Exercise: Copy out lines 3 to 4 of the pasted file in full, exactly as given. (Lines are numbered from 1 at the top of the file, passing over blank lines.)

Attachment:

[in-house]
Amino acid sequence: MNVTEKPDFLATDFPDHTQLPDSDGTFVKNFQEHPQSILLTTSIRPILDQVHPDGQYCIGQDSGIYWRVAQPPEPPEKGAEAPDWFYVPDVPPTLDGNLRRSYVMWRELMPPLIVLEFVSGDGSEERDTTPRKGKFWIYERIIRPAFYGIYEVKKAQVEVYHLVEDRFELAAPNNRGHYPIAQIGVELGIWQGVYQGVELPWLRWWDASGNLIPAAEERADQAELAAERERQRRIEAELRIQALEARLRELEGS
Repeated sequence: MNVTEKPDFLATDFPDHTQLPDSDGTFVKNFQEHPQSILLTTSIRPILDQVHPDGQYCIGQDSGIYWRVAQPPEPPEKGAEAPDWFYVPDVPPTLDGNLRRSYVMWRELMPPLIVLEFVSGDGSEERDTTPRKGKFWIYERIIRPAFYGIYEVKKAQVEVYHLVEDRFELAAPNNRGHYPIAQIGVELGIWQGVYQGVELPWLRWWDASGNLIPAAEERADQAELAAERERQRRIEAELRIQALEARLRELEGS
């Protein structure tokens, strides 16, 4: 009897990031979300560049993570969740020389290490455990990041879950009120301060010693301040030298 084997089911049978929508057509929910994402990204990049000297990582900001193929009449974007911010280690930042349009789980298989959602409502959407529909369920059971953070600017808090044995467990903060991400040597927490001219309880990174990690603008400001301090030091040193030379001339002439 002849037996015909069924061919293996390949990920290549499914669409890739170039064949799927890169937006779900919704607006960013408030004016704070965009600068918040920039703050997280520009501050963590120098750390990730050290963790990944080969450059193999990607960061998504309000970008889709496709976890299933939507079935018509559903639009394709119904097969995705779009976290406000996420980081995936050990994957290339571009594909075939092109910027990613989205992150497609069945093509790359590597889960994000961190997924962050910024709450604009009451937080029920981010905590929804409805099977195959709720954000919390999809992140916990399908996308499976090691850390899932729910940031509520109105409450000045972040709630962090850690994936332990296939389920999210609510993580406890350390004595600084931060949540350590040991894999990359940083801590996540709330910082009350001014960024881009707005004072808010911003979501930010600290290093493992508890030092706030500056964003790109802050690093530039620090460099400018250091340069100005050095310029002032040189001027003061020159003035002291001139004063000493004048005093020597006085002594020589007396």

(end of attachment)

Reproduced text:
Repeated sequence: MNVTEKPDFLATDFPDHTQLPDSDGTFVKNFQEHPQSILLTTSIRPILDQVHPDGQYCIGQDSGIYWRVAQPPEPPEKGAEAPDWFYVPDVPPTLDGNLRRSYVMWRELMPPLIVLEFVSGDGSEERDTTPRKGKFWIYERIIRPAFYGIYEVKKAQVEVYHLVEDRFELAAPNNRGHYPIAQIGVELGIWQGVYQGVELPWLRWWDASGNLIPAAEERADQAELAAERERQRRIEAELRIQALEARLRELEGS
């Protein structure tokens, strides 16, 4: 009897990031979300560049993570969740020389290490455990990041879950009120301060010693301040030298 084997089911049978929508057509929910994402990204990049000297990582900001193929009449974007911010280690930042349009789980298989959602409502959407529909369920059971953070600017808090044995467990903060991400040597927490001219309880990174990690603008400001301090030091040193030379001339002439 002849037996015909069924061919293996390949990920290549499914669409890739170039064949799927890169937006779900919704607006960013408030004016704070965009600068918040920039703050997280520009501050963590120098750390990730050290963790990944080969450059193999990607960061998504309000970008889709496709976890299933939507079935018509559903639009394709119904097969995705779009976290406000996420980081995936050990994957290339571009594909075939092109910027990613989205992150497609069945093509790359590597889960994000961190997924962050910024709450604009009451937080029920981010905590929804409805099977195959709720954000919390999809992140916990399908996308499976090691850390899932729910940031509520109105409450000045972040709630962090850690994936332990296939389920999210609510993580406890350390004595600084931060949540350590040991894999990359940083801590996540709330910082009350001014960024881009707005004072808010911003979501930010600290290093493992508890030092706030500056964003790109802050690093530039620090460099400018250091340069100005050095310029002032040189001027003061020159003035002291001139004063000493004048005093020597006085002594020589007396």